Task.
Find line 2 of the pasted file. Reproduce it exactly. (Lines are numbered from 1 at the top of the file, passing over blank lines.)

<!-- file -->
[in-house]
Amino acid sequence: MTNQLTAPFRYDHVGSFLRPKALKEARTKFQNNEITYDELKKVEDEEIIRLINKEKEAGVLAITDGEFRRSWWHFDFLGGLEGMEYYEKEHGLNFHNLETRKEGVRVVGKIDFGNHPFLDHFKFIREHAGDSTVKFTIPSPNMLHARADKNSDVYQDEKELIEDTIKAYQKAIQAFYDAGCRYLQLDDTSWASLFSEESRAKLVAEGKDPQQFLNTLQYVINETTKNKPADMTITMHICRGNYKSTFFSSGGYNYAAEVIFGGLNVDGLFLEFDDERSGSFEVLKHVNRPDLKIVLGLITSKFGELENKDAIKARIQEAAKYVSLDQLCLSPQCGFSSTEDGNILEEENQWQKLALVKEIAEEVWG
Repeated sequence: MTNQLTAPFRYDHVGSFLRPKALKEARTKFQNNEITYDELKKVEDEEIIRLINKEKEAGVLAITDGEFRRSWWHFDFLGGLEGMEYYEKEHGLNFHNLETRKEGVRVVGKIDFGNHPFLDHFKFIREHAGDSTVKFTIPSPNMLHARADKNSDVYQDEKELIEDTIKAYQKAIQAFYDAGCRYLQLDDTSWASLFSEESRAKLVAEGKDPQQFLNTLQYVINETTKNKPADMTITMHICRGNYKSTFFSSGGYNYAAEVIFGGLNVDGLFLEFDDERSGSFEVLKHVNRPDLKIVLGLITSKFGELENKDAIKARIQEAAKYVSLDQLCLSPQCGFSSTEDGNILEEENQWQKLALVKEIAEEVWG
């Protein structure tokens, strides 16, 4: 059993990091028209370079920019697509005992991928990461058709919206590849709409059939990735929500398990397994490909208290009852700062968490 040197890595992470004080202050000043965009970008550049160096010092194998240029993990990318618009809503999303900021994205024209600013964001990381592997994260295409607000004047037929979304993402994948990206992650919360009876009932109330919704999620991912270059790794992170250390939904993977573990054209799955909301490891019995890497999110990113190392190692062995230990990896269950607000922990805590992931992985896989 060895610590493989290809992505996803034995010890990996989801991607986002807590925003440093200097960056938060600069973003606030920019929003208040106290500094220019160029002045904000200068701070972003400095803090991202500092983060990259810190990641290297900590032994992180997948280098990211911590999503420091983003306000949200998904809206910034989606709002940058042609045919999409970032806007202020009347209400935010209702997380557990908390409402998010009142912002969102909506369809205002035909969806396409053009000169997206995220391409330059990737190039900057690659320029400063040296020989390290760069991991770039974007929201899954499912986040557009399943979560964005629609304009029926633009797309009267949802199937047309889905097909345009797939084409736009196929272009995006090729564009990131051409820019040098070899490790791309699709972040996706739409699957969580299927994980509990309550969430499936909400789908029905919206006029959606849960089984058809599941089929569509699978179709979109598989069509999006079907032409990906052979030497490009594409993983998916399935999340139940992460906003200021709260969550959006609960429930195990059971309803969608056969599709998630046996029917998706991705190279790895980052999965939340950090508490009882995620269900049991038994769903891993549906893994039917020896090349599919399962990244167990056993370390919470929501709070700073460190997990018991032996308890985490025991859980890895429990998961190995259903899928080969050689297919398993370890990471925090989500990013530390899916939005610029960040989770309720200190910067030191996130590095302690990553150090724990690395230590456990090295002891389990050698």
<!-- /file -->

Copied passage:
Amino acid sequence: MTNQLTAPFRYDHVGSFLRPKALKEARTKFQNNEITYDELKKVEDEEIIRLINKEKEAGVLAITDGEFRRSWWHFDFLGGLEGMEYYEKEHGLNFHNLETRKEGVRVVGKIDFGNHPFLDHFKFIREHAGDSTVKFTIPSPNMLHARADKNSDVYQDEKELIEDTIKAYQKAIQAFYDAGCRYLQLDDTSWASLFSEESRAKLVAEGKDPQQFLNTLQYVINETTKNKPADMTITMHICRGNYKSTFFSSGGYNYAAEVIFGGLNVDGLFLEFDDERSGSFEVLKHVNRPDLKIVLGLITSKFGELENKDAIKARIQEAAKYVSLDQLCLSPQCGFSSTEDGNILEEENQWQKLALVKEIAEEVWG